Day 12. How to stay on your diet even if you are going out to a restaurant or to a holiday dinner at a friends. Tips to stick to that plan so you can get to your goal weight over the holidays.
For fourteen days you are getting strategies and tips to get you to your goal weight and keep you there.
Holidays, with all the gifts, food and parties do not have to throw you off your resolve.
You show up at your sister’s home for Thanksgiving and she has created an amazing masterpiece of design and sugar for dessert. Everyone is ooooing and ahhhhing! It is an amazing thing! You can see its beauty, but you have decided not to eat it tonight. What do you say?
By the time I hit 60, I learned that people get to eat exactly what they want to eat and say exactly what they want to say! So how do we maneuver gracefully when it seems that temptations to break our resolve to get to a goal weight are everywhere?
Sadly for us, the Standard American Diet (SAD) has produced lots of allergies. This makes it easy to communicate to waiters, friends and hostess our dietary concerns.
When we accept an invitation to dinner, we are expected to sit down and share. In order to stick to my plan, I like to call ahead and find out what’s on the menu. This is a chance to let the host know that I have food restrictions. If it seems like my choices will be sparse, I will offer to bring something to share with everyone. All I need is some vegetables or a salad and some cheese and I’m set. I can report that I have never been hung up on yet!
Many restaurants offer alternatives to gluten, meat and sugar-laden recipes.
During the holidays, with lots of family events, we may find emotions heightened. When someone uses food to show they care, you may be reluctant to say no, even it will set you back on your goal. It’s important to remember that people sincerely care about you and want you to share in the pleasure they experience with food and tastes.
Yet, the most important person to pay attention to is yourself.
You are responsible for your health and your self-care. It isn’t another person’s job to take care of you. It’s important to think through your commitment to your own goal prior to attending any event – whether it’s a number on the scale or your general wellbeing.
When you are committed, determined and filled with self-love, it is easier to come up with a confident answer to any problem.
So, if you are offered a piece of Boston cream pie and you don’t eat flour or sugar, or a rare roast beef and you just went vegan, what can you say?
The first approach would be simply, “No thanks”, and change the subject.
Ah, if it only were that simple. Sometimes a good friend spent the day preparing what used to be your favorite go to dessert, Aunt Bessie’s German Chocolate Cake.
You could respond – “You are the best. Thank you soo much for creating this masterpiece. It just doesn’t agree with me and I want to enjoy my time with you!”
Quite often people yo-yo diet and when a holiday hits, they throw in the towel, thinking, “It’s a special holiday. I can let lose for one day, can’t you?”
A good response might be, “Yes, I really let loose today and went on a hike, it was fantastic! I’m just going to pass on that for now. Thank you for your thoughtfulness.”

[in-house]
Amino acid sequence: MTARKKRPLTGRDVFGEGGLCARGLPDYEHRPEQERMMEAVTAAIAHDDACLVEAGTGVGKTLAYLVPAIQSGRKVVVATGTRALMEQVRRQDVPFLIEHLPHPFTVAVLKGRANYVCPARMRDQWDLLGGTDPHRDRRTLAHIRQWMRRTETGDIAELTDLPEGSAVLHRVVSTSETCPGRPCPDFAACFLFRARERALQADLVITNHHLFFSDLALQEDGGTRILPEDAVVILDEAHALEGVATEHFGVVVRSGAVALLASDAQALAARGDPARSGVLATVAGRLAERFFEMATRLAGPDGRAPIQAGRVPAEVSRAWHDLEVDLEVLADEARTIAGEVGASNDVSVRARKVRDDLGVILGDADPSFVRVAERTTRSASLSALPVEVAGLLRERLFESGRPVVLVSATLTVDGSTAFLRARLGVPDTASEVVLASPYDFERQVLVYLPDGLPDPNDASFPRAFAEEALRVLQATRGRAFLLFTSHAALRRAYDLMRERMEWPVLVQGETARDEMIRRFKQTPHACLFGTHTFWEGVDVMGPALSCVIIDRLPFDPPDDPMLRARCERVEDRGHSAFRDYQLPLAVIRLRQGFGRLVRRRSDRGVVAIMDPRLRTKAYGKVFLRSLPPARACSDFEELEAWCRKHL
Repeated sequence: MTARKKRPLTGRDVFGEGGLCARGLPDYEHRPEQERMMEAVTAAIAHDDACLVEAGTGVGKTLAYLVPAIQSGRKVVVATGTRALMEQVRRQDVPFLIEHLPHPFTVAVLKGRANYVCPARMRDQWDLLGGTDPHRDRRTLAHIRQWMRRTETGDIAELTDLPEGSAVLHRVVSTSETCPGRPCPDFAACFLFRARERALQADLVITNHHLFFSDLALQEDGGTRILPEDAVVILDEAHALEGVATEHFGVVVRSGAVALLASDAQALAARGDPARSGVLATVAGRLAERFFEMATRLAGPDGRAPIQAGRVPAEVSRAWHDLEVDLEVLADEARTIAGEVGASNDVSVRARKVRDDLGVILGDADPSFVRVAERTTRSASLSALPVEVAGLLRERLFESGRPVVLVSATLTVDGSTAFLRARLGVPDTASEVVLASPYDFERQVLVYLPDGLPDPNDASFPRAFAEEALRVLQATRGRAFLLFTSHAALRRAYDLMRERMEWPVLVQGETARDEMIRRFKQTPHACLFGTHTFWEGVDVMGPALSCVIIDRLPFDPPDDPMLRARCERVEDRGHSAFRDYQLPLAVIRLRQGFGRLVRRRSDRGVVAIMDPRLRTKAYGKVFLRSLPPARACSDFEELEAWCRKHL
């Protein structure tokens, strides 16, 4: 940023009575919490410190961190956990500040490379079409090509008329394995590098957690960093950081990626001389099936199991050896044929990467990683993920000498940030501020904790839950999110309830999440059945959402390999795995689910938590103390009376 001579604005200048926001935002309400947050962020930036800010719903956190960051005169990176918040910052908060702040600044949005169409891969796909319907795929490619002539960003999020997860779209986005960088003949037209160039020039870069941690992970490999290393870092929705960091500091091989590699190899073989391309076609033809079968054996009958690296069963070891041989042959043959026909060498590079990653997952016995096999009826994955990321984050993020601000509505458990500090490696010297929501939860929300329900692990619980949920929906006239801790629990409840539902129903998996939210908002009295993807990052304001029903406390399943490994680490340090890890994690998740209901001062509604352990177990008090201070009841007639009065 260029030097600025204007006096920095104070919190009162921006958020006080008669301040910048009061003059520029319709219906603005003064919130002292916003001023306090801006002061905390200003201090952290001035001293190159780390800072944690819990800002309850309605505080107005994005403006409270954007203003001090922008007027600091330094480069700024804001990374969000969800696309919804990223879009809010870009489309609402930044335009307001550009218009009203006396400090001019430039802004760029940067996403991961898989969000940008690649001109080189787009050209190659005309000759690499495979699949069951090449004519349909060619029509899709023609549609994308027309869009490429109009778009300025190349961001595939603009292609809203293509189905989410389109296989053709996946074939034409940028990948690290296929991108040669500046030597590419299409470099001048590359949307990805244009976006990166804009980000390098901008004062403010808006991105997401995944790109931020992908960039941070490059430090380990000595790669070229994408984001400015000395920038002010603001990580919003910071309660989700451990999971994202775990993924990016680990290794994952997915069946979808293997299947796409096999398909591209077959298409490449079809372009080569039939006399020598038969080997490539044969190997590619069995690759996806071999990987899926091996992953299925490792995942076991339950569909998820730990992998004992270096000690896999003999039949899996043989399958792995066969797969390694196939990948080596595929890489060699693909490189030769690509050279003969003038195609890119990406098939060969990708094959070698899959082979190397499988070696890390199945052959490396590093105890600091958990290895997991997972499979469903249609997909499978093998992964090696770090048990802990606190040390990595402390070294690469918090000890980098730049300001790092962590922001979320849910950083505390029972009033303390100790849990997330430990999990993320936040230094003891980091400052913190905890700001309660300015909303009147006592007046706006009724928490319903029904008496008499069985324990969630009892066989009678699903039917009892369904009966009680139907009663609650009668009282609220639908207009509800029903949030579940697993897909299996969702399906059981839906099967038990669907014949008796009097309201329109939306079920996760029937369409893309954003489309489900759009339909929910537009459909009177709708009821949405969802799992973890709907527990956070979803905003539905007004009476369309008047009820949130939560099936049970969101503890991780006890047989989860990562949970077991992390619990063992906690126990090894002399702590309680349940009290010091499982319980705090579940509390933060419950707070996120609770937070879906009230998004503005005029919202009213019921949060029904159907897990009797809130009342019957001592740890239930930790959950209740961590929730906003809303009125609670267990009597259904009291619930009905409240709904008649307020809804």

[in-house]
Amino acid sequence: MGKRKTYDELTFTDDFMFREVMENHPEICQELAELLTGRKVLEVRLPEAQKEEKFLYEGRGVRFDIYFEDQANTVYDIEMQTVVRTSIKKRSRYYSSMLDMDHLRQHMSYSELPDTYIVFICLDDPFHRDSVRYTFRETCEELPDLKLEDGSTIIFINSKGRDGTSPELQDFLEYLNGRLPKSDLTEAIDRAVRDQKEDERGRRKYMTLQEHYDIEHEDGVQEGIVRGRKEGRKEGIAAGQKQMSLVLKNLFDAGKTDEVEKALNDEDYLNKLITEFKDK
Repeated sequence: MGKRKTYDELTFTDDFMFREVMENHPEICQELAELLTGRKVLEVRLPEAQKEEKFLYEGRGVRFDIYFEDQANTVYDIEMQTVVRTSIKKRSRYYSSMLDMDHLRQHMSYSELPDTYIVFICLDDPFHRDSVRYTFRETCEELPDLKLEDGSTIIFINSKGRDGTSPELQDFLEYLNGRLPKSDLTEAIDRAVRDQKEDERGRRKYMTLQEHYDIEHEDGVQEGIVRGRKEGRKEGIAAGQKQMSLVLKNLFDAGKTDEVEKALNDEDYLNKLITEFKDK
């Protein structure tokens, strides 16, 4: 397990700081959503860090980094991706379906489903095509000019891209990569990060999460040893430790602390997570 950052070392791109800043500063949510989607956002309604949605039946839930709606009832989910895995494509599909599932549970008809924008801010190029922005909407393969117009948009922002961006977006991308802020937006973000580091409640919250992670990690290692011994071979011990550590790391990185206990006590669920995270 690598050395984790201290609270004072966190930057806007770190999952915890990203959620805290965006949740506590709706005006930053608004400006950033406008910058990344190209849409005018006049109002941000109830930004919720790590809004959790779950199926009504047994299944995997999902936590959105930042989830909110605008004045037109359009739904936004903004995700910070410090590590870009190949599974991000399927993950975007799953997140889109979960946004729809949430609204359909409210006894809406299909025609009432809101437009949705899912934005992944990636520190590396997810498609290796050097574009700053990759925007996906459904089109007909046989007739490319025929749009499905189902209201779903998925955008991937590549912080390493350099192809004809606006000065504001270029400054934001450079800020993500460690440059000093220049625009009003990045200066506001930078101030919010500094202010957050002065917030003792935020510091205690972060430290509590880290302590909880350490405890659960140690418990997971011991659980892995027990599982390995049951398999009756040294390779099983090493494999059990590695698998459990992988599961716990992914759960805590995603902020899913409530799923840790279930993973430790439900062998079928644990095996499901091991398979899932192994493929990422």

I spoke to a friend of mine who makes fudge every year for all of her co-workers and delivers them before anyone gets to work. She said she is quite used to having people let her know that they don’t eat sugar or like fudge. Generally, people let her know how much they appreciate her for the time she spent and the thoughtfulness she showed. She had another friend who asked to be removed from her fudge gift list, and then called back to say her husband was looking forward to that fudge and wanted back on the list!
Yes, there are times when people are persistent and closed minded.
Here are some suggestions for what you might hear and how to respond.
When you hear offers and pleas, such as:
Why can't you eat like a normal person!!
Come on, a little piece of cake won't hurt you.
You and that rabbit food. You only live once. Stop being such a healthnut.
Loosen up! A few bites won’t hurt!
Everyone loves this!
This homemade Boston cream pie is my grandmother’s recipe. You'll love it!
But it's your favorite! I made it just for you.
You on a diet again!
I can never have the discipline you have.
You can respond with – humor, white lies and lots of respect and regard, like these:
You know me, I’m abnormal! But I feel so much better when I don’t have it!
I had some already—so delicious!
You are an amazing cook. So thoughtful. I’m just too full right now.
I'm full right now, but I'd love to take it home and have it later [white lie]
No thanks. I'm afraid I have to follow doctors' orders. But let's talk about something else. How is your mother?
Thanks, but I’m not hungry. I already ate.
Thank you, but [dairy, pizza, lots of sugar, etc.] doesn’t really agree with my stomach, so I’m going to pass.
That’s funny. I wouldn't say obsessed, but I am conscious of what I eat.
Well, it’s been a learning curve. I can teach you some really amazing recipes that are so good, I bet you wouldn't even know they're healthy! I just feel so much better since I have been eating healthier.
I have food allergies, but since I have stopped eating it, I feel great, thanks.
I have had enough dessert for a lifetime! I just can't eat it anymore.
My doctor says I'll probably live to celebrate more holidays if I stick with my diet plan!
Remember, your friends are not there when you wake up in the morning feeling disappointed and bloated and craving sugar. You are in charge and isn’t that the good news?
Share your experiences with speaking up for yourself when you don’t want to eat something and let us know what you said and how it went!